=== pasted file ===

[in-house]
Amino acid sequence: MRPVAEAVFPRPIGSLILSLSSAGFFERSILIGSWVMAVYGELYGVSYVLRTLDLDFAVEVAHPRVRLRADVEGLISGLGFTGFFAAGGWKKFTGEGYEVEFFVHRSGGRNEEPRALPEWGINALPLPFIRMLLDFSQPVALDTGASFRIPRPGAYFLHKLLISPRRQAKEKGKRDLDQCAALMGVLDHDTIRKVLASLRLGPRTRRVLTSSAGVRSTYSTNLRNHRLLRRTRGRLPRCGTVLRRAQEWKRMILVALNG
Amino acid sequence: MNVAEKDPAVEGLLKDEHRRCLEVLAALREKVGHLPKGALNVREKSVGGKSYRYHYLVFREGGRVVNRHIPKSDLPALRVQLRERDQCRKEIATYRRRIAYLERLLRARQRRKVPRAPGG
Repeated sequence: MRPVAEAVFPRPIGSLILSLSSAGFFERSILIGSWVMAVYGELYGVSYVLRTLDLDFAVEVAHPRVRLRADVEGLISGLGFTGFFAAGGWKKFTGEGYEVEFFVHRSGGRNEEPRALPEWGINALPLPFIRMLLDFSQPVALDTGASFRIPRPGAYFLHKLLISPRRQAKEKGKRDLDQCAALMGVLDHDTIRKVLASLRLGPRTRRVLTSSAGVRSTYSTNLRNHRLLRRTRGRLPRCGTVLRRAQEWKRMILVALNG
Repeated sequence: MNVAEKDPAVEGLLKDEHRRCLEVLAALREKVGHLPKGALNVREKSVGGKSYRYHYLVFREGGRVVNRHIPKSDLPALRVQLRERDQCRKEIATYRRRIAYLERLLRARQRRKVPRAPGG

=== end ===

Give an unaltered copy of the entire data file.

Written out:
[in-house]
Amino acid sequence: MRPVAEAVFPRPIGSLILSLSSAGFFERSILIGSWVMAVYGELYGVSYVLRTLDLDFAVEVAHPRVRLRADVEGLISGLGFTGFFAAGGWKKFTGEGYEVEFFVHRSGGRNEEPRALPEWGINALPLPFIRMLLDFSQPVALDTGASFRIPRPGAYFLHKLLISPRRQAKEKGKRDLDQCAALMGVLDHDTIRKVLASLRLGPRTRRVLTSSAGVRSTYSTNLRNHRLLRRTRGRLPRCGTVLRRAQEWKRMILVALNG
Amino acid sequence: MNVAEKDPAVEGLLKDEHRRCLEVLAALREKVGHLPKGALNVREKSVGGKSYRYHYLVFREGGRVVNRHIPKSDLPALRVQLRERDQCRKEIATYRRRIAYLERLLRARQRRKVPRAPGG
Repeated sequence: MRPVAEAVFPRPIGSLILSLSSAGFFERSILIGSWVMAVYGELYGVSYVLRTLDLDFAVEVAHPRVRLRADVEGLISGLGFTGFFAAGGWKKFTGEGYEVEFFVHRSGGRNEEPRALPEWGINALPLPFIRMLLDFSQPVALDTGASFRIPRPGAYFLHKLLISPRRQAKEKGKRDLDQCAALMGVLDHDTIRKVLASLRLGPRTRRVLTSSAGVRSTYSTNLRNHRLLRRTRGRLPRCGTVLRRAQEWKRMILVALNG
Repeated sequence: MNVAEKDPAVEGLLKDEHRRCLEVLAALREKVGHLPKGALNVREKSVGGKSYRYHYLVFREGGRVVNRHIPKSDLPALRVQLRERDQCRKEIATYRRRIAYLERLLRARQRRKVPRAPGG